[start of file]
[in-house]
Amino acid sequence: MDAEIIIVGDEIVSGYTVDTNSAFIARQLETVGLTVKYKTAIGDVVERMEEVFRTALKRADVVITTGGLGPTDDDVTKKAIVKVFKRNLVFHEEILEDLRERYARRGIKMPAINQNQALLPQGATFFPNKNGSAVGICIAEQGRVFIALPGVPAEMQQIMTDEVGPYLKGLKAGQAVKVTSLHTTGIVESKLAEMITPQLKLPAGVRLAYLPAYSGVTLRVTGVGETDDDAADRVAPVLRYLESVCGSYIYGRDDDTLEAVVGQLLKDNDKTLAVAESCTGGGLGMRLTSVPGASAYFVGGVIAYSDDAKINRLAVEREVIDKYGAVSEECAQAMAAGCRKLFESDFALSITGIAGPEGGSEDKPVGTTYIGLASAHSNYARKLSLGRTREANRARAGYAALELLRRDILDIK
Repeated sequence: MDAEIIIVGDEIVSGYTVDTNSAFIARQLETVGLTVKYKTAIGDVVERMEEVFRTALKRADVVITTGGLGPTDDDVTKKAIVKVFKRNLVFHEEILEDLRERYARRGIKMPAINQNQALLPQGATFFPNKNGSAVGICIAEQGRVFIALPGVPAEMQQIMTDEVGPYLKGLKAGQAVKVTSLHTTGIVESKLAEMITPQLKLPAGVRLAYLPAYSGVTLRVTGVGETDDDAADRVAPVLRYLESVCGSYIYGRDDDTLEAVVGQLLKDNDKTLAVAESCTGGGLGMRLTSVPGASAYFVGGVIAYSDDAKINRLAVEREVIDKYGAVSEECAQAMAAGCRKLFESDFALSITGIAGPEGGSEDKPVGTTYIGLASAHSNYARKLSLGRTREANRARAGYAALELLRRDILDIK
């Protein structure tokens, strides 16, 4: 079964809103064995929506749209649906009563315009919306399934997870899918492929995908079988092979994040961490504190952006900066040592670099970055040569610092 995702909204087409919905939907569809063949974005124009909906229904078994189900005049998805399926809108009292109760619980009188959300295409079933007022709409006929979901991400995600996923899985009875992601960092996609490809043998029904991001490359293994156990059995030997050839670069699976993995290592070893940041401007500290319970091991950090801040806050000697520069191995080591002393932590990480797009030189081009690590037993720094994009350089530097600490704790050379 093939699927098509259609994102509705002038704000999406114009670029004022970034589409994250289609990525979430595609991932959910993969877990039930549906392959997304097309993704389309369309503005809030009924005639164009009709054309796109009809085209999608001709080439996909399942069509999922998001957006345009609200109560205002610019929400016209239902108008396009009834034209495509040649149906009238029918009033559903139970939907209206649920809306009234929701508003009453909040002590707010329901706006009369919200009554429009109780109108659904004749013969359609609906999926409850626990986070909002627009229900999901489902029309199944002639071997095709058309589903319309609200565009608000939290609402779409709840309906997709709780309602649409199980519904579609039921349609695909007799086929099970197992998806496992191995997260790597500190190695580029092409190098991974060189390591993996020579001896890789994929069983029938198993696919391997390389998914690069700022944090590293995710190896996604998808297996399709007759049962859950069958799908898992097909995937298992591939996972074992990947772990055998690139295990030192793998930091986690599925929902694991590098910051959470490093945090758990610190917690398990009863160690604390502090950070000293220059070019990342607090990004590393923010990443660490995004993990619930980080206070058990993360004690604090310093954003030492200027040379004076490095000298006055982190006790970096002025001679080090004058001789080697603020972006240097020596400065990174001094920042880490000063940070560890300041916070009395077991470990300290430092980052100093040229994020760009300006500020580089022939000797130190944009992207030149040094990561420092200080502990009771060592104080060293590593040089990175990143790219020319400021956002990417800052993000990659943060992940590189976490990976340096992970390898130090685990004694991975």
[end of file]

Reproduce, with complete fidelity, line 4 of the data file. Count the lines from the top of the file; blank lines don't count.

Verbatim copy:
């Protein structure tokens, strides 16, 4: 079964809103064995929506749209649906009563315009919306399934997870899918492929995908079988092979994040961490504190952006900066040592670099970055040569610092 995702909204087409919905939907569809063949974005124009909906229904078994189900005049998805399926809108009292109760619980009188959300295409079933007022709409006929979901991400995600996923899985009875992601960092996609490809043998029904991001490359293994156990059995030997050839670069699976993995290592070893940041401007500290319970091991950090801040806050000697520069191995080591002393932590990480797009030189081009690590037993720094994009350089530097600490704790050379 093939699927098509259609994102509705002038704000999406114009670029004022970034589409994250289609990525979430595609991932959910993969877990039930549906392959997304097309993704389309369309503005809030009924005639164009009709054309796109009809085209999608001709080439996909399942069509999922998001957006345009609200109560205002610019929400016209239902108008396009009834034209495509040649149906009238029918009033559903139970939907209206649920809306009234929701508003009453909040002590707010329901706006009369919200009554429009109780109108659904004749013969359609609906999926409850626990986070909002627009229900999901489902029309199944002639071997095709058309589903319309609200565009608000939290609402779409709840309906997709709780309602649409199980519904579609039921349609695909007799086929099970197992998806496992191995997260790597500190190695580029092409190098991974060189390591993996020579001896890789994929069983029938198993696919391997390389998914690069700022944090590293995710190896996604998808297996399709007759049962859950069958799908898992097909995937298992591939996972074992990947772990055998690139295990030192793998930091986690599925929902694991590098910051959470490093945090758990610190917690398990009863160690604390502090950070000293220059070019990342607090990004590393923010990443660490995004993990619930980080206070058990993360004690604090310093954003030492200027040379004076490095000298006055982190006790970096002025001679080090004058001789080697603020972006240097020596400065990174001094920042880490000063940070560890300041916070009395077991470990300290430092980052100093040229994020760009300006500020580089022939000797130190944009992207030149040094990561420092200080502990009771060592104080060293590593040089990175990143790219020319400021956002990417800052993000990659943060992940590189976490990976340096992970390898130090685990004694991975």